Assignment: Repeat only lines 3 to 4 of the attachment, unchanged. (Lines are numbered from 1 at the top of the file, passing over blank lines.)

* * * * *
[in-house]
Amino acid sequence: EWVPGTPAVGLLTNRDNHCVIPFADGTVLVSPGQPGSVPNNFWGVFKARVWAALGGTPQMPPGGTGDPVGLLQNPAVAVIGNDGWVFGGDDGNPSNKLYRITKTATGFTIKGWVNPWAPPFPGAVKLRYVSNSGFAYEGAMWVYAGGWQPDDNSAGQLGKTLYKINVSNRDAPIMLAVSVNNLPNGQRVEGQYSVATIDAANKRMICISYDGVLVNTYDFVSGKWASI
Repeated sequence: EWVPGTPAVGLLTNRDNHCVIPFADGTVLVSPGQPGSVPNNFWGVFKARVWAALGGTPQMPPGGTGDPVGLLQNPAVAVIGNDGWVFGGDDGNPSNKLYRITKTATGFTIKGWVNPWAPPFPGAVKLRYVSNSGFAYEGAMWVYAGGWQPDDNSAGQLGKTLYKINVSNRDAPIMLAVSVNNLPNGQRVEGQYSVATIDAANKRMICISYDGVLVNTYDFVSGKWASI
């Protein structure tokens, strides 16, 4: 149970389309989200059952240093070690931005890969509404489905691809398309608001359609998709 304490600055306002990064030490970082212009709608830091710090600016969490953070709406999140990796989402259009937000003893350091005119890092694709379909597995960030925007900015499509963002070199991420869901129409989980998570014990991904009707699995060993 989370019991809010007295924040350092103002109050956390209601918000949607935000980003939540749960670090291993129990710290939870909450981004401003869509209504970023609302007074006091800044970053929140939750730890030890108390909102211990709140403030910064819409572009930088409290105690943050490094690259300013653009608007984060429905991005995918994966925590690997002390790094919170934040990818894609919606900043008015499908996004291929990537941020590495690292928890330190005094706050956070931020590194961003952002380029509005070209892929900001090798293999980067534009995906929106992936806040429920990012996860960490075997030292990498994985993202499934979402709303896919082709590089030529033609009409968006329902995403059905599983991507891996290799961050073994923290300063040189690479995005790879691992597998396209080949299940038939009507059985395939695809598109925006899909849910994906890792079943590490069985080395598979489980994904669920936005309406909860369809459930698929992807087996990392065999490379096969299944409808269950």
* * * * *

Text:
Repeated sequence: EWVPGTPAVGLLTNRDNHCVIPFADGTVLVSPGQPGSVPNNFWGVFKARVWAALGGTPQMPPGGTGDPVGLLQNPAVAVIGNDGWVFGGDDGNPSNKLYRITKTATGFTIKGWVNPWAPPFPGAVKLRYVSNSGFAYEGAMWVYAGGWQPDDNSAGQLGKTLYKINVSNRDAPIMLAVSVNNLPNGQRVEGQYSVATIDAANKRMICISYDGVLVNTYDFVSGKWASI
């Protein structure tokens, strides 16, 4: 149970389309989200059952240093070690931005890969509404489905691809398309608001359609998709 304490600055306002990064030490970082212009709608830091710090600016969490953070709406999140990796989402259009937000003893350091005119890092694709379909597995960030925007900015499509963002070199991420869901129409989980998570014990991904009707699995060993 989370019991809010007295924040350092103002109050956390209601918000949607935000980003939540749960670090291993129990710290939870909450981004401003869509209504970023609302007074006091800044970053929140939750730890030890108390909102211990709140403030910064819409572009930088409290105690943050490094690259300013653009608007984060429905991005995918994966925590690997002390790094919170934040990818894609919606900043008015499908996004291929990537941020590495690292928890330190005094706050956070931020590194961003952002380029509005070209892929900001090798293999980067534009995906929106992936806040429920990012996860960490075997030292990498994985993202499934979402709303896919082709590089030529033609009409968006329902995403059905599983991507891996290799961050073994923290300063040189690479995005790879691992597998396209080949299940038939009507059985395939695809598109925006899909849910994906890792079943590490069985080395598979489980994904669920936005309406909860369809459930698929992807087996990392065999490379096969299944409808269950």